How far do I take this? Do I think you should kick, bite or thrash a horse, like they do in a herd? Do I think you should keep them away from water and stand over their trough like you're a horse and not a human? Do I think you should cower and act like a young foal making weird gestures with your mouth in order to appear non-threatening? Do I think you should run them around a roundpen like crazy until they give you their undivided attention? Uh, no. Definitely "no" on all the first ones, though the last one--roundpenning--is "no" for me--but not necessarily others who know what they're doing and know when to release the pressure. (I'll tell you my experience about roundpenning in another post--key word--Cia (my young Paint filly) and why my feelings have changed about it.
I have an issue with prescriptive ways of teaching, since every human and every horse are different. Even in a herd, each leader has a different method of leading. We have two leaders in our herd, Red and Shadow.
Shadow leads by force. They really don't want to follow him and often rebel, but, in the end, he is the herd leader.
Red, on the other hand, used to be the herd leader and he's the one they would love to follow--he's the one they naturally follow. However, he's 30 now and not up to a fight--so he's assumed the second role. Every horse we introduce into the herd gravitates toward and respects Red. He doesn't chase them around needlessly until they submit. He doesn't bite or kick at them--unless they try to move into a stall or dinner before their turn. He doesn't keep them off water--unless they are flagrantly rebellious and unwilling to take their place in the herd. In other words, he does the LEAST amount to get the desired result.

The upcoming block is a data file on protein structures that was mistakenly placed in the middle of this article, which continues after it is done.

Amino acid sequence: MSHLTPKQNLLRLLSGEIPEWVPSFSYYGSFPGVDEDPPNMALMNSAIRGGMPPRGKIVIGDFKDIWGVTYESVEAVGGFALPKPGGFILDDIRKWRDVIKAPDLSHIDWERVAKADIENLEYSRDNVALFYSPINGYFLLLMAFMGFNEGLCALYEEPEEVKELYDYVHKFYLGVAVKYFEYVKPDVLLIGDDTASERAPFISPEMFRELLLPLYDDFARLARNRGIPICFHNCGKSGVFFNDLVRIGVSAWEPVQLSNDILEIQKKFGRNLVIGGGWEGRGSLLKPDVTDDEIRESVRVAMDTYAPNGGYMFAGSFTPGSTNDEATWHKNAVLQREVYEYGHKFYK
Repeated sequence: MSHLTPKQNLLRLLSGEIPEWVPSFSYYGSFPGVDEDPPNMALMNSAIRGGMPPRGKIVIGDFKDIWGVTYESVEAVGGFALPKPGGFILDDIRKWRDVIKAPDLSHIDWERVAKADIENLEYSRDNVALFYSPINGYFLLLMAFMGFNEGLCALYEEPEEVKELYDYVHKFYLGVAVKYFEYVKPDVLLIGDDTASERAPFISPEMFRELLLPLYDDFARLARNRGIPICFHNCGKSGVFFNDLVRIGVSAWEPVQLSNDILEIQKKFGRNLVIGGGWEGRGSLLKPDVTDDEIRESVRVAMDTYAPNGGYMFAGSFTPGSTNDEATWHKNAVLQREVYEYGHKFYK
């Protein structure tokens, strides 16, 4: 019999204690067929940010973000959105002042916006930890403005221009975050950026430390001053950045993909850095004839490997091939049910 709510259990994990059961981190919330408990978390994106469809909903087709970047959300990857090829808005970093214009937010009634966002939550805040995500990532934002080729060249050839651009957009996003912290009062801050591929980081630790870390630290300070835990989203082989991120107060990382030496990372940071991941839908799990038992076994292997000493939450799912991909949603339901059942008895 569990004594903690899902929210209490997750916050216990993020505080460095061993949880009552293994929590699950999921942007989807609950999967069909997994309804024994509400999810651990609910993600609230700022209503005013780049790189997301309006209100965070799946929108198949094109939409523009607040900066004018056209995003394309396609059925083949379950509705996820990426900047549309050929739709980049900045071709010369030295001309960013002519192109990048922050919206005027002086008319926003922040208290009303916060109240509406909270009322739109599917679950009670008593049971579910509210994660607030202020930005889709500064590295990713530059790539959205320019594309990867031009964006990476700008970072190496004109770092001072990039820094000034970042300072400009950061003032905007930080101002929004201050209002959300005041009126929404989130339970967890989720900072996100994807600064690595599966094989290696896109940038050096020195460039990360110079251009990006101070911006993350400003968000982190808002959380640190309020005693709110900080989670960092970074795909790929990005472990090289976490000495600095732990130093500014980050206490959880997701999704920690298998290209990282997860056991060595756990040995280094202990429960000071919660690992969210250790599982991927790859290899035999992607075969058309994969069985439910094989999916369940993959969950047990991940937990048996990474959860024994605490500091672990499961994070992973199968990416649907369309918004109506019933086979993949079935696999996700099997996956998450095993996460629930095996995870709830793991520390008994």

I want to be like Red, and I want to talk about this more in an upcoming post. I'm also interested in your thoughts on what "Natural Horsemanship" means in your mind--and if you use elements of it--all of it--disagree with it completely. You will not offend me by disagreeing with elements of N.H. because, as I've said, I don't go to one horse "church". I'm non-denominational, when it comes to equine schools of thought.
And, if you have time, here's a video of BG being reintroduced into the herd. This is Day #1 and only the two herd leaders were out with her. She's rather used to them. However, day #2 will be included in the next post--the release of our Alpha Mare, Cowgirl, with BG. A much different experience, I must say--the musical theme of which will be--The Good, The Bad, and the UGLY!!. (Talk about a mean leader--sheesh--but more on that later, too. Cowgirl is an excellent trail horse, so I don't want to knock her too much.)
BTW, my kids think I'm crazy because I watch (and tape) my horses for hours. I really do LOVE observing them with each other. I can't get enough of it.
**You'll see she isn't leading perfectly at the beginning, and this is because she had a lot on her mind. She wanted to pay attention to me only, but she also wanted to know where the other horses were (especially Cowgirl) and all these different concerns would make her, temporarily, forget her leading manners. She was not being wilfully disobedient or challenging me--she was rightfully nervous. My response toward her was measured, gentle and reassuring, as I gave her time to become comfortable. This is the choice I made--someone else may have made a different one, but that's okay.